Franciscan spirituality in Protestantism

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Saint Francis of Assisi, founder of the Order of Friars Minor of the Catholic Church. StFrancis part.jpg
Saint Francis of Assisi, founder of the Order of Friars Minor of the Catholic Church.

Franciscan spirituality in Protestantism refers to spirituality in Protestantism inspired by the Catholic friar Saint Francis of Assisi. Emerging since the 19th century, there are several Protestant adherent and groups, sometimes organised as religious orders, which strive to adhere to the teachings and spiritual disciplines of Saint Francis of Assisi.

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The 20th century High Church Movement gave birth to Franciscan inspired orders among revival of religious orders in Protestant Christianity.

One of the results of the Oxford Movement in the Anglican Church during the 19th century was the re-establishment of religious orders, including some of Franciscan inspiration. The principal Anglican communities in the Franciscan tradition are the Community of St. Francis (women, founded 1905), the Poor Clares of Reparation (P.C.R.), the Society of Saint Francis (men, founded 1934), and the Community of St. Clare (women, enclosed). There is also a Third Order known as the Third Order Society of St Francis (T.S.S.F.).

There are two other U.S.-founded orders within the Anglican Communion - the Seattle-founded Second Order of The Little Sisters of St. Clare (LSSC) in the Diocese of Olympia ) and the Community of Francis and Clare (CFC) which is a dispersed, open, inclusive, and contemporary expression of Anglican/ Episcopal Franciscan life open to men and women.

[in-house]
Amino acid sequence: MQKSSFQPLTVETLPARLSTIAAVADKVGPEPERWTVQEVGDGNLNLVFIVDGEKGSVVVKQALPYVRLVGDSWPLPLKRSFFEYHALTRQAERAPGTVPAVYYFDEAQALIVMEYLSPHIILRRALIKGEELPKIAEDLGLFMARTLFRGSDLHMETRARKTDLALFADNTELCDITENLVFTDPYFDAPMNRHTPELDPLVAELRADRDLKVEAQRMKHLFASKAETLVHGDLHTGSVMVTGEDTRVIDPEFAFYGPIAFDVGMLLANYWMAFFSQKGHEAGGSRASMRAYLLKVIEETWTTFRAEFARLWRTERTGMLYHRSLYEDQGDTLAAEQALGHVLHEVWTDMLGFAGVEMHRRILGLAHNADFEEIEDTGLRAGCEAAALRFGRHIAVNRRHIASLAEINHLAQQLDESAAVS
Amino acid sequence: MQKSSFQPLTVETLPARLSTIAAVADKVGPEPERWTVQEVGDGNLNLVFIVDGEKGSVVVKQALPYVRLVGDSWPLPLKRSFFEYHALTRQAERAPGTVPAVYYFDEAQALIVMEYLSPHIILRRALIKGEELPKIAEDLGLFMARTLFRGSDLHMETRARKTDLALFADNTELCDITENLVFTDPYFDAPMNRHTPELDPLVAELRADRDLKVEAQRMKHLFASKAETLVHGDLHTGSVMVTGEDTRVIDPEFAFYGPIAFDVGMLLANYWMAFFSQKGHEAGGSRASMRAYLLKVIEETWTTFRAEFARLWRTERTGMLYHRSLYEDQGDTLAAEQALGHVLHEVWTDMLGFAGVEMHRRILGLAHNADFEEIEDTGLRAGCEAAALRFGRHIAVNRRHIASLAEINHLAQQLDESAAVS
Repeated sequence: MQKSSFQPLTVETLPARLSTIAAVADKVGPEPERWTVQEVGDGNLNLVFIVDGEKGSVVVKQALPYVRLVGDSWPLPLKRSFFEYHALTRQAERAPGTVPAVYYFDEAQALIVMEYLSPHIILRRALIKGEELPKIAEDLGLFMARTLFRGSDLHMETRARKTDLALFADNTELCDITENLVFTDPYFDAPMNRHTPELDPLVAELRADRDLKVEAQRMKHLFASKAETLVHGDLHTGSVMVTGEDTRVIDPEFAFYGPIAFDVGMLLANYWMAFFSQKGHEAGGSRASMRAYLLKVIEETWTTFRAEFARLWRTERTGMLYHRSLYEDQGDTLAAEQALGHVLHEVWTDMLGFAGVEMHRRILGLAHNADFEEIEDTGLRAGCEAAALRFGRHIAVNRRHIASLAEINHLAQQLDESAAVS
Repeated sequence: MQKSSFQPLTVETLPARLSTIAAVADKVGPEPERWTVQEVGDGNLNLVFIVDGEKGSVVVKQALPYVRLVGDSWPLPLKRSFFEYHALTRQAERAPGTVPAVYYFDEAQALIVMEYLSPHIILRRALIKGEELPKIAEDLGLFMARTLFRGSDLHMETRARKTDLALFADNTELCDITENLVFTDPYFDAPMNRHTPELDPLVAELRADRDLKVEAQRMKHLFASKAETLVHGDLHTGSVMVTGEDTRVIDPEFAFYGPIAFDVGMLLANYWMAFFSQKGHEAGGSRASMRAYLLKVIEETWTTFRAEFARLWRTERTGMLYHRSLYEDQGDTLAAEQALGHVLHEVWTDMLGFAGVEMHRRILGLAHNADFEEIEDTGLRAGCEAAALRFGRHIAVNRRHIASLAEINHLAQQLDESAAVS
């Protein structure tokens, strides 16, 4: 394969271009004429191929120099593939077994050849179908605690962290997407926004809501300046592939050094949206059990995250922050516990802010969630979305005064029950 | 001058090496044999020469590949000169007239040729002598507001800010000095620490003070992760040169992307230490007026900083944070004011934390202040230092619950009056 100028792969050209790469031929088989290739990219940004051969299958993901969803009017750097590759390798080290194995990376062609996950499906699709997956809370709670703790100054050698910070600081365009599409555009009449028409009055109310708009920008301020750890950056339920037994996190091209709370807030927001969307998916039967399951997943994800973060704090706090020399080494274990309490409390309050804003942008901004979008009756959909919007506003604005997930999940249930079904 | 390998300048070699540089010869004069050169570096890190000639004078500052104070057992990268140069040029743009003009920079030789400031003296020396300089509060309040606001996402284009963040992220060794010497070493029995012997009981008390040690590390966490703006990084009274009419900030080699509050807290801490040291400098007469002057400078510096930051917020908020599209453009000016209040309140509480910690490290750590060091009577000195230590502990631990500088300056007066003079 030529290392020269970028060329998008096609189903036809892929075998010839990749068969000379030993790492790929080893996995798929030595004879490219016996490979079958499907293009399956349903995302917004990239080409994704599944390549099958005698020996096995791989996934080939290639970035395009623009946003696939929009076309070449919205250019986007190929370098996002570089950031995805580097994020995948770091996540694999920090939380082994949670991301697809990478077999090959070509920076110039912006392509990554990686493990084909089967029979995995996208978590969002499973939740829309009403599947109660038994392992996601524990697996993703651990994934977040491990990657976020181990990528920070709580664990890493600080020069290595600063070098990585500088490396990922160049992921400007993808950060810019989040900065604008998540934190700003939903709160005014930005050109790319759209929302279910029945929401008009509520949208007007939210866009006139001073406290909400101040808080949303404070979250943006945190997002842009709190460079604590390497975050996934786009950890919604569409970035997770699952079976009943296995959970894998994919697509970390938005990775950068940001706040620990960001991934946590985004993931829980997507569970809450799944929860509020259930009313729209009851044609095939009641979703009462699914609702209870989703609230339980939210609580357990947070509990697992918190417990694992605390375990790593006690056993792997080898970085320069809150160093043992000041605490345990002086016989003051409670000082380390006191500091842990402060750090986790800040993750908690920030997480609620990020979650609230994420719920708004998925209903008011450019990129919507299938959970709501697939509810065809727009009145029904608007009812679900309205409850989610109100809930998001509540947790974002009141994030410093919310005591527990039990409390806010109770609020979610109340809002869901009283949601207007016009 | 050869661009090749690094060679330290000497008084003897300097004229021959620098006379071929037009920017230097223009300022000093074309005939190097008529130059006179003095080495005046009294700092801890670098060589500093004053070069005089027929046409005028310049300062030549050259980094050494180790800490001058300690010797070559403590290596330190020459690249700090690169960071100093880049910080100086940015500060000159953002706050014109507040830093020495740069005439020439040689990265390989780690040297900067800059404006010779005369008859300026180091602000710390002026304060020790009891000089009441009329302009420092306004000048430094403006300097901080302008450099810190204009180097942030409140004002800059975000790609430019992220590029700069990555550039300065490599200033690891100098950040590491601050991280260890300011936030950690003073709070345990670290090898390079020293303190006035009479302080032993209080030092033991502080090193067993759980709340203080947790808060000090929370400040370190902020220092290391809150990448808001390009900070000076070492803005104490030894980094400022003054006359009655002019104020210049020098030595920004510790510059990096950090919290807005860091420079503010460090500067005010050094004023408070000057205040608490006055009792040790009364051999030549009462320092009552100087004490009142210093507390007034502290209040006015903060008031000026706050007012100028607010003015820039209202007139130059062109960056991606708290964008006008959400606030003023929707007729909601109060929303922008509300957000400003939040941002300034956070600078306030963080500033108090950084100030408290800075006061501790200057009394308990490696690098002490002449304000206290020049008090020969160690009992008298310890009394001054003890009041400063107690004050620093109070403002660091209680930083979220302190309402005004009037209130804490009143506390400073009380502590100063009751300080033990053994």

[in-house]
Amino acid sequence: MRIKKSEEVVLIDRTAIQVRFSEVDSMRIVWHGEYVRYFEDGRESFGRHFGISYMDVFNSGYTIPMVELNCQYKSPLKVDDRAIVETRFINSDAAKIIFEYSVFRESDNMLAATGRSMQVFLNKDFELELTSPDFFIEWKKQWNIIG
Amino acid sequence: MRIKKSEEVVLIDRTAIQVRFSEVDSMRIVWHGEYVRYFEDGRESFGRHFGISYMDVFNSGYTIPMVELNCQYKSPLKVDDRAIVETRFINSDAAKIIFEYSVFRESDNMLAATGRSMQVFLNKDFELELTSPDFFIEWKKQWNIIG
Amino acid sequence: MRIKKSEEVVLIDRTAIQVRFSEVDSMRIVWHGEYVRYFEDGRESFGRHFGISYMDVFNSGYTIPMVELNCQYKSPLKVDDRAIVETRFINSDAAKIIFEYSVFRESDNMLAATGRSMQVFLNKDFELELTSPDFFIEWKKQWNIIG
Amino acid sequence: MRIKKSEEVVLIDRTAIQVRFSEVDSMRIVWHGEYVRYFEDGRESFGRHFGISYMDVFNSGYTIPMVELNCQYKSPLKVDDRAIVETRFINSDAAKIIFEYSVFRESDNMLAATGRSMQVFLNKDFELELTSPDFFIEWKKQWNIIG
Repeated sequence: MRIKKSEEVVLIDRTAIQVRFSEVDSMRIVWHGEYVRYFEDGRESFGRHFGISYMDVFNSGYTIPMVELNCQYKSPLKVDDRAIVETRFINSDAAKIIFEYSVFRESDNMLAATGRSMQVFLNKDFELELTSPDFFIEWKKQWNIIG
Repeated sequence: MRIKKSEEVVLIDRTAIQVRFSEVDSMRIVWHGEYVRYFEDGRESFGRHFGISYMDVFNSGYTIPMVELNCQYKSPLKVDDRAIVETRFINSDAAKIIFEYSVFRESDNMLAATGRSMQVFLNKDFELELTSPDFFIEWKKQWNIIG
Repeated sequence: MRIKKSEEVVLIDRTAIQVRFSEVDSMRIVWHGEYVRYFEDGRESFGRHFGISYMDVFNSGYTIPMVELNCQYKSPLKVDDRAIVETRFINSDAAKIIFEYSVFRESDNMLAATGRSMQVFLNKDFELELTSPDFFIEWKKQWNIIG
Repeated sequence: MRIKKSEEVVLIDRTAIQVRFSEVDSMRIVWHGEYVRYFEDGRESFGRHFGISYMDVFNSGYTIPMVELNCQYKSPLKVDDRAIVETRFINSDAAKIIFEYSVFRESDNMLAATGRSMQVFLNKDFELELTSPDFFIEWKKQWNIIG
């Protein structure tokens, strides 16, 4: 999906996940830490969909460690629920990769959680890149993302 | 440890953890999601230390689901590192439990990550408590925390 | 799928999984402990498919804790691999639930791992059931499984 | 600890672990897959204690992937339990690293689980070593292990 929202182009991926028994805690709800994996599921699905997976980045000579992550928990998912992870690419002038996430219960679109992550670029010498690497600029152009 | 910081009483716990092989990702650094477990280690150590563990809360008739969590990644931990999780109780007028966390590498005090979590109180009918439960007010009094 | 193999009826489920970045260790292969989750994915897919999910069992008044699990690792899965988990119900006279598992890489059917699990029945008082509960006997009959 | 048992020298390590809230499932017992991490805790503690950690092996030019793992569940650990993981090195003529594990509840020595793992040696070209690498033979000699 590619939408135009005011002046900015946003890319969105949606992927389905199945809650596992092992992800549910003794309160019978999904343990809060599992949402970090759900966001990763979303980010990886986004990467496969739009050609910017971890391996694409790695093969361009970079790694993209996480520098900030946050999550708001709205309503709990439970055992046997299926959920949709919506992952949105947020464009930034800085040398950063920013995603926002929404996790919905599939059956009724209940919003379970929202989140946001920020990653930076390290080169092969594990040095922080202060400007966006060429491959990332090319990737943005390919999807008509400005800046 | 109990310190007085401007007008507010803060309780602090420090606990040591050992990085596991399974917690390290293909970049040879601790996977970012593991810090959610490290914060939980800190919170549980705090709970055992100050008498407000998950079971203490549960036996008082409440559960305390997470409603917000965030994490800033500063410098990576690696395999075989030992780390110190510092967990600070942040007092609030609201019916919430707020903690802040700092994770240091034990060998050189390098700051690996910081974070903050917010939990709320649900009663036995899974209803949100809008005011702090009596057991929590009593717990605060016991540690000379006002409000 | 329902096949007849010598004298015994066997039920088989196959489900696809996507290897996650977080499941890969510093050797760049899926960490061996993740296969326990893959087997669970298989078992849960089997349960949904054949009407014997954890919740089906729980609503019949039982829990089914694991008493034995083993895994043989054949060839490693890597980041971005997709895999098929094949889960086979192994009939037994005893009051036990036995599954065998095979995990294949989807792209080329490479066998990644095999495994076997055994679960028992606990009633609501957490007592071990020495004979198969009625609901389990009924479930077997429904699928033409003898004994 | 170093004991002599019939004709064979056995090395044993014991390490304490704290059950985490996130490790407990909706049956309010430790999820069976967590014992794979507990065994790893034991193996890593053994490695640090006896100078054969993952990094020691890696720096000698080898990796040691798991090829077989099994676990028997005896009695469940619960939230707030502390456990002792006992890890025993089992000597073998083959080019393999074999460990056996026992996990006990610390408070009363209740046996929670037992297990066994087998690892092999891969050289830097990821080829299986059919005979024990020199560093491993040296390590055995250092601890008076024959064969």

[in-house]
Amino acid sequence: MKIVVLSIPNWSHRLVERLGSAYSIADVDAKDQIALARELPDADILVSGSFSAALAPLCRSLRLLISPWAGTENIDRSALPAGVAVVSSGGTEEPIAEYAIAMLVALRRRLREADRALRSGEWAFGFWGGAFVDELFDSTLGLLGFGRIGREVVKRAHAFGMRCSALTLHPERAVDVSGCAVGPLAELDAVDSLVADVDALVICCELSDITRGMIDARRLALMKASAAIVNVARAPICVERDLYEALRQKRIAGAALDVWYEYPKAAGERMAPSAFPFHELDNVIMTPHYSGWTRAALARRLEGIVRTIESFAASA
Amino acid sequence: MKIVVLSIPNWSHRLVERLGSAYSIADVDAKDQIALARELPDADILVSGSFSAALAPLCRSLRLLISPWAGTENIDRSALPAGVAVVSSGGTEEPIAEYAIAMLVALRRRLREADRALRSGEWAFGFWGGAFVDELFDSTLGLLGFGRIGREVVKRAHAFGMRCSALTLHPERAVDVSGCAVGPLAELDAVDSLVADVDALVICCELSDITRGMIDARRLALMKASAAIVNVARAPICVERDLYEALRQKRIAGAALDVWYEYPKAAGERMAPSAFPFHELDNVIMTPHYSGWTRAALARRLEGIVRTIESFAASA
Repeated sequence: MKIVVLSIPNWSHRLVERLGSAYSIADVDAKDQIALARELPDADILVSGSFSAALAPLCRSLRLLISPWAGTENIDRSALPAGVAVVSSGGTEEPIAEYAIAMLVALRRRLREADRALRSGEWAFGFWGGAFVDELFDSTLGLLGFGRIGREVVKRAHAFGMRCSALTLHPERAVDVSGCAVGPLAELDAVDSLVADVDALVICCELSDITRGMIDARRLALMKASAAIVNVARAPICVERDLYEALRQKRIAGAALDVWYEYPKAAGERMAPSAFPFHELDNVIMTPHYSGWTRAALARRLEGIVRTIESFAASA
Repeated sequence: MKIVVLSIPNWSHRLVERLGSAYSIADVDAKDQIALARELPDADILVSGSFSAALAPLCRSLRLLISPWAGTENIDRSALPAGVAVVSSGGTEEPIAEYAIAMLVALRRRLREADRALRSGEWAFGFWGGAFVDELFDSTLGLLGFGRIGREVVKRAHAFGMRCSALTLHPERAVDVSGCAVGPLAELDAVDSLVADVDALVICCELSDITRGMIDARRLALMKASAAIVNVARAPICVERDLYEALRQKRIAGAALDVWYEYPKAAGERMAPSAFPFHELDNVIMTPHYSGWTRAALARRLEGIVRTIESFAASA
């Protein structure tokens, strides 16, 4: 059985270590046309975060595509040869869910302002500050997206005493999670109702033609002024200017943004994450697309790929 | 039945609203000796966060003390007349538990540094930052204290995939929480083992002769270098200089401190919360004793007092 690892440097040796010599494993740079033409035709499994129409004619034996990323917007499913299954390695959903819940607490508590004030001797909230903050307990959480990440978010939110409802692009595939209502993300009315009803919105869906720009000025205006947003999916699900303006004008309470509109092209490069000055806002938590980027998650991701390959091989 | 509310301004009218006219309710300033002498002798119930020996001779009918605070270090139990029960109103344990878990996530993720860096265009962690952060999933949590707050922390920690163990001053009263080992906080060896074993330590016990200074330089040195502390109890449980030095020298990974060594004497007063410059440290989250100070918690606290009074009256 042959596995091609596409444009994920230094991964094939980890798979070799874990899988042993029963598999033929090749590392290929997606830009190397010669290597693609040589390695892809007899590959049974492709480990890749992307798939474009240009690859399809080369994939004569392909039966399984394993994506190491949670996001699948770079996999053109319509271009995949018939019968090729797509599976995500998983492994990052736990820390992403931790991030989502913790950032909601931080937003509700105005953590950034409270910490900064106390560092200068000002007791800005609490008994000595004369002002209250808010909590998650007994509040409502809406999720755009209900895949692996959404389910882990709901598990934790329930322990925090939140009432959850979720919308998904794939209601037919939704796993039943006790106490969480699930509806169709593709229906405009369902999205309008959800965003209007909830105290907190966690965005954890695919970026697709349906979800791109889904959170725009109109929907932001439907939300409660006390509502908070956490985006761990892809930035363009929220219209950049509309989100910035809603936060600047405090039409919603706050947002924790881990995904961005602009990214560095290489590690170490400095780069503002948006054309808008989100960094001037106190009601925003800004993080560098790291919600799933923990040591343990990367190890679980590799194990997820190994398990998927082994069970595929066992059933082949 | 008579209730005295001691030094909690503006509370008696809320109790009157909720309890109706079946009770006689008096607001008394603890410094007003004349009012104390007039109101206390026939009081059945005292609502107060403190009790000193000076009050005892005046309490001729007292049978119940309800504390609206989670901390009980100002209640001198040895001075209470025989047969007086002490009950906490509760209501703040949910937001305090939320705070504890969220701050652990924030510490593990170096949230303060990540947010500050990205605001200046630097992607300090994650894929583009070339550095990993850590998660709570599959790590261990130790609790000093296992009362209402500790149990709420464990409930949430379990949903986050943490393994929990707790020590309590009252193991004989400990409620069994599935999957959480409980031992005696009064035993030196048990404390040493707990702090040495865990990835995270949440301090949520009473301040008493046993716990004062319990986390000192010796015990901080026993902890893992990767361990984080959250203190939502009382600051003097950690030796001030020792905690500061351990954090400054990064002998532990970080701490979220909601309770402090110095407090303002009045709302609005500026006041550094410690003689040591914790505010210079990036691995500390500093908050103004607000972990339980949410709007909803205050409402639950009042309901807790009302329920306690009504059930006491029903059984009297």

There are also some small Franciscan communities within European Protestantism and the Old Catholic Church. [1] There are some Franciscan orders in Lutheran Churches, including the Order of Lutheran Franciscans, the Evangelical Sisterhood of Mary, and the Evangelische Kanaan Franziskus-Bruderschaft (Kanaan Franciscan Brothers). In addition, there are associations of Franciscan inspiration not connected with a mainstream Christian tradition and describing themselves as ecumenical or dispersed.

Both the Anglicans and also the Lutheran Church has third orders in emulation of the Catholic ones. The Anglicans has a "Third Order of Saint Francis (TSSF)", with the same name as the Catholic third order, the Third Order of Saint Francis, and the Lutherans has an Order of Lutheran Franciscans.[ citation needed ]

Anglican Communion

One of the results of the Oxford Movement in the Anglican Church during the 19th century was the re-establishment of religious orders, including some of Franciscan inspiration. The principal Anglican communities in the Franciscan tradition are the Community of St. Francis (women, founded 1905), the Poor Clares of Reparation (P.C.R.), the Society of Saint Francis (men, founded 1934), and the Community of St. Clare (women, enclosed). There is also a Third Order known as the Third Order Society of St Francis (T.S.S.F.).

A U.S.-founded order within the Anglican world communion is the Seattle-founded order of Clares in Seattle (Diocese of Olympia) The Little Sisters of St. Clare,. [2] The Community of Francis and Clare (CFC)is a dispersed, open, inclusive, and contemporary expression of Anglican/ Episcopal Franciscan life open to men and women.